Results

Model Confirmation of Lethal Sepsis Induced by Intravenous Injection of C. albicans

In this study, we used the established mouse model of lethal Candida sepsis (Wang et al., 2019), which had been verified to express the characteristics of clinical Candida sepsis well. As shown in Figure 1, the hyphae and spores of C. albicans were significantly distributed in the tissues of infected mice.

FIGURE 1
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Figure 1. Confirmation of severe invasive Candida albicans multiorgan infection mouse model. Representative kidney (A), lung (B), liver (C) and spleen (D) histological sections at 12 h after intravenous injection of C. albicans were stained with Gomori’s methenamine silver to visualize C. albicans hyphae and spores. Black arrows indicate hyphae and spores. Magnification, 1000×.

Use of MSS to Distinguish Different Degrees of Sepsis

Although the mice were all inoculated with the same dose of C. albicans suspension, the survival time of the mice varied significantly, which implied different degrees of sepsis severity. Since MSS can judge the severity of sepsis to some extent, all mice were scored with MSS at 12 h after C. albicans injection. The differences of the survival curves between any two of three MSS groups were statistically significant (P-value between any two of the three different curves of MSS groups analyzed by log-rank test was <0.0001) (Figure 2A). Mice with different MSS had different survival time. Mice with MSS 4–7 had the longest survival time; mice with MSS >10 had the shortest survival time; and the survival time of the MSS 8–10 group was in the middle (Figure 2B). The MSS had significant negative correlation with the survival time (Figure 2C). These results demonstrate that MSS can distinguish different degrees of fungal sepsis.

FIGURE 2
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Figure 2. Group difference and correlation between Murine Sepsis Score (MSS) and survival time of mice. Survival rates between MSS 4-7, MSS 8-10 and MSS >10 mice (A). Mice in different MSS group had varied survival time (B). Correlation between MSS and survival time (C). Survival rates were observed for every 1 h after Candida injection. P-value between any two of the three different curves of MSS groups analyzed by log-rank test was <0.0001. MSS was assessed at 12 h after Candida injection. Mean ± SD, 10 mice per group. ****P < 0.0001.

CD4+ T Cell Count and T-Bet Expression in C. albicans-Infected Mice With Aggravation of Sepsis

To determine the effect of Candida sepsis on CD4+ T cells and its underlying mechanism, we separated CD4+ T cells from the spleen by flow cytometry and further measured the expression of T-bet by western blotting (Figure 3A). Compared with uninfected control mice, CD4+ T cell count significantly decreased in all three MSS groups which represented C. albicans-infected mice and continued to decrease with aggravation of sepsis (Figure 3B). The expression of T-bet also decreased with aggravation of sepsis but was significantly enhanced in candidiasis in comparison of naïve state (Figure 3C). These results demonstrate that T-bet might play an important role in regulation of CD4+ T cells during lethal fungal sepsis.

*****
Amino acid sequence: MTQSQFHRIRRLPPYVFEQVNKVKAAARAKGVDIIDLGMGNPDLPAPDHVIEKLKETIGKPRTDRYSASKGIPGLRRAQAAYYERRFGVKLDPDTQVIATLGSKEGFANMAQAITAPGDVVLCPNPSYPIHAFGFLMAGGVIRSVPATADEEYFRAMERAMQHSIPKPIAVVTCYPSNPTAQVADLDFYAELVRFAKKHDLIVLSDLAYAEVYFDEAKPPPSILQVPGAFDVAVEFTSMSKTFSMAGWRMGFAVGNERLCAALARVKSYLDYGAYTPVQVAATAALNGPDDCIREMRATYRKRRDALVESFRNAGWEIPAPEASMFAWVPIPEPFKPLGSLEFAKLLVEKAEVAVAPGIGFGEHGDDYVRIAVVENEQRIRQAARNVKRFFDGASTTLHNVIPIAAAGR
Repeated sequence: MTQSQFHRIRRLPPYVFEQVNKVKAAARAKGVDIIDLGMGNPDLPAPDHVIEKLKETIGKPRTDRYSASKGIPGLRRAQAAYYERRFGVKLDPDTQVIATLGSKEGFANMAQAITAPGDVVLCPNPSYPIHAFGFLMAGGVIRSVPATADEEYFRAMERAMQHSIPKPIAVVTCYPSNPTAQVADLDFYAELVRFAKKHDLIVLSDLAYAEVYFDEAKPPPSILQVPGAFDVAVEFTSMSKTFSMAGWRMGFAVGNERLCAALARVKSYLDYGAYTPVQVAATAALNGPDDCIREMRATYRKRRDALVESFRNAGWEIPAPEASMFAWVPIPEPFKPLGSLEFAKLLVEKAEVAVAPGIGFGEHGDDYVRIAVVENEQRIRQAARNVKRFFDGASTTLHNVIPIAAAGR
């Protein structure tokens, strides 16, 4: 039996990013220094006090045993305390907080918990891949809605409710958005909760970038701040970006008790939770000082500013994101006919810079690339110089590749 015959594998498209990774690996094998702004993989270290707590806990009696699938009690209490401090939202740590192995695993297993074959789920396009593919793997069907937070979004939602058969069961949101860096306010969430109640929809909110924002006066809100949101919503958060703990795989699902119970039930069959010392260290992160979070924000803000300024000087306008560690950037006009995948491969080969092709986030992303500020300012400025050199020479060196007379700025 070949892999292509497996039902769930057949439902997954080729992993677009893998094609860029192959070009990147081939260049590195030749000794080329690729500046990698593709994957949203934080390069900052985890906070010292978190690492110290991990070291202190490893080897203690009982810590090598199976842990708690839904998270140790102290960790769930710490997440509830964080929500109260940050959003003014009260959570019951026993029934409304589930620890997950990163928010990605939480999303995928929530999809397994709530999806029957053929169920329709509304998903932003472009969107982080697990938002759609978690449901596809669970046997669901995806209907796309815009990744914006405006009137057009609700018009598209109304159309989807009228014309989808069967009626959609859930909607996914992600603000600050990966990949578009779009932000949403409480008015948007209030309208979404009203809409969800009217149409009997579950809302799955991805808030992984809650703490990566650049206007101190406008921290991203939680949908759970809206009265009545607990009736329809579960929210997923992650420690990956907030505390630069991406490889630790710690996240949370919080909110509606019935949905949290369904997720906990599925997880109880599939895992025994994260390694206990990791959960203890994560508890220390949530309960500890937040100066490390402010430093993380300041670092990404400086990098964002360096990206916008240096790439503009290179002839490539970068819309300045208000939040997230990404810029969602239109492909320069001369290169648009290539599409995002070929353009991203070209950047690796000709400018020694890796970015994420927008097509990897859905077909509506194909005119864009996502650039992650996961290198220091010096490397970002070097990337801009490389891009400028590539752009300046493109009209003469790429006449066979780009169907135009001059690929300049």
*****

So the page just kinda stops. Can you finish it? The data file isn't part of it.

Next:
FIGURE 3
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Figure 3. CD4+ T cell count, T-bet expression and mammalian target of rapamycin (mTOR) pathway activation differed according to degrees of sepsis. Splenocytes were obtained at 12 h after Candida injection. (A,B) CD4+ T cells were sorted by flow cytometry analysis. Protein levels of T-bet, phospho (p)-mTOR and p-P70S6 (C) in CD4+ T cells. Levels of T-bet, p-mTOR and p-P70S6 in CD4+ T cells were quantified by western blotting. The amount of each protein level was normalized by GAPDH. Mean ± SD, 10 mice per group, analyzed by one-way analysis of variance multiple comparisons. *P < 0.05, ***P < 0.001, ****P < 0.0001. WT, wild type; (Summarization of the flow cytometry scatter plots was provided in Supplementary Material).

mTOR Pathway Activation Was Elevated in C. albicans-Infected Mice

To assess the activation of mTOR, a key signaling pathway that regulates T-bet expression, in Candida sepsis, we used western blotting to detect the levels of p-mTOR and p70S6 kinase. Compared with uninfected control mice, both were elevated in three MSS groups which represented C. albicans-infected mice and increased with aggravation of sepsis (Figure 3C). These results demonstrate that mTOR is involved in regulating CD4+ T cells in Candida sepsis.

Expression of T-Bet in Different Degrees of Candida Sepsis Is Regulated by mTOR

To further investigate if the mTOR pathway regulated T-bet expression in Candida sepsis, we used T-cell-specific mTOR knockout (Lck-mTOR) mice and T-cell-specific TSC1 knockout (Lck-TSC1) mice. Firstly, we verified mRNA expression by qPCR as the description in our previous study (Wang et al., 2019). Secondly, we detected the protein level of p-mTOR (phosphorylation at Ser2448) and activity of p70S6 kinase (phosphorylation at Thr389), which were both elevated in Lck-TSC1 mice and reduced in Lck-mTOR mice (Figures 4A–C). These results confirmed the gene knockout effect. Thirdly, we detected T-bet expression in gene knockout mice with Candida sepsis (Figures 4A,D). Compared with WT mice, the T-bet expression of mice in the Lck-mTOR group was significantly increased while that in the Lck-TSC1 group was reversed, indicating that the expression of T-bet requires mTOR signaling pathway. At last, we compared the difference of T-bet expression between Lck-mTOR mice and Lck-TSC1 mice under the same infection degree (MSS group) and found that in the same MSS group (Figure 4E), Lck-mTOR mice had more T-bet expression than WT mice, while Lck-TSC1 mice had less expression than WT mice. These results indicated that the expression of T-bet is regulated by the mTOR signaling pathway during Candida sepsis.

FIGURE 4
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Figure 4. Expression of T-bet in different degrees of Candida sepsis is regulated by mTOR. (A–E) Protein levels of T-bet, phospho (p)-mTOR and p-P70S6 were quantified by western blotting from sorted CD4+ T cells in wild-type (WT), mTOR knockout (Lck-mTOR) and TSC1 knockout (Lck-TSC1) mice. The amount of each protein level was normalized by GAPDH. Mean ± SD, 10 mice per MSS group (“+CA” groups contained all infected mice of three MSS groups), analyzed by one-way analysis of variance multiple comparisons. *P < 0.05, **P < 0.01, ****P < 0.0001.